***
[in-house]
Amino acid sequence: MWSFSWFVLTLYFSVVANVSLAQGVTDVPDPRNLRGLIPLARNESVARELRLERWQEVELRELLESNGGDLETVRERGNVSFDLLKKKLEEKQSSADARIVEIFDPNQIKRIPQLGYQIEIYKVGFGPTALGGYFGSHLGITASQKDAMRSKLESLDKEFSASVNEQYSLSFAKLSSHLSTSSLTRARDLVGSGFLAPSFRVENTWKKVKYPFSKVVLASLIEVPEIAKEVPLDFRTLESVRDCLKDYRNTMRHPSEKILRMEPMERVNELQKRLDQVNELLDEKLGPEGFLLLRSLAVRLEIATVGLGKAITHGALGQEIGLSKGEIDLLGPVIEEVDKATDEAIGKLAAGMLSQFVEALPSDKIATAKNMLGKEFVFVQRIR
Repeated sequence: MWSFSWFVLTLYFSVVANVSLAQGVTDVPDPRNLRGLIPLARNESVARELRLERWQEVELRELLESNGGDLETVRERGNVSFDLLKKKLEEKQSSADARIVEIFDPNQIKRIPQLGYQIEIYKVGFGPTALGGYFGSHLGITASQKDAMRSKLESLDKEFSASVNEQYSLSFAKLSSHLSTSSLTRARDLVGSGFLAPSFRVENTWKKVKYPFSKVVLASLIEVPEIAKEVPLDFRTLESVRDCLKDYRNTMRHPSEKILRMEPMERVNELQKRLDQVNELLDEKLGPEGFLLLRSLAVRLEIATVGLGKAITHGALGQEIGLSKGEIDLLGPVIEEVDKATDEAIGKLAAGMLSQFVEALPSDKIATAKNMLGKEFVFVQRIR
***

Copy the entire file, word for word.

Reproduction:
[in-house]
Amino acid sequence: MWSFSWFVLTLYFSVVANVSLAQGVTDVPDPRNLRGLIPLARNESVARELRLERWQEVELRELLESNGGDLETVRERGNVSFDLLKKKLEEKQSSADARIVEIFDPNQIKRIPQLGYQIEIYKVGFGPTALGGYFGSHLGITASQKDAMRSKLESLDKEFSASVNEQYSLSFAKLSSHLSTSSLTRARDLVGSGFLAPSFRVENTWKKVKYPFSKVVLASLIEVPEIAKEVPLDFRTLESVRDCLKDYRNTMRHPSEKILRMEPMERVNELQKRLDQVNELLDEKLGPEGFLLLRSLAVRLEIATVGLGKAITHGALGQEIGLSKGEIDLLGPVIEEVDKATDEAIGKLAAGMLSQFVEALPSDKIATAKNMLGKEFVFVQRIR
Repeated sequence: MWSFSWFVLTLYFSVVANVSLAQGVTDVPDPRNLRGLIPLARNESVARELRLERWQEVELRELLESNGGDLETVRERGNVSFDLLKKKLEEKQSSADARIVEIFDPNQIKRIPQLGYQIEIYKVGFGPTALGGYFGSHLGITASQKDAMRSKLESLDKEFSASVNEQYSLSFAKLSSHLSTSSLTRARDLVGSGFLAPSFRVENTWKKVKYPFSKVVLASLIEVPEIAKEVPLDFRTLESVRDCLKDYRNTMRHPSEKILRMEPMERVNELQKRLDQVNELLDEKLGPEGFLLLRSLAVRLEIATVGLGKAITHGALGQEIGLSKGEIDLLGPVIEEVDKATDEAIGKLAAGMLSQFVEALPSDKIATAKNMLGKEFVFVQRIR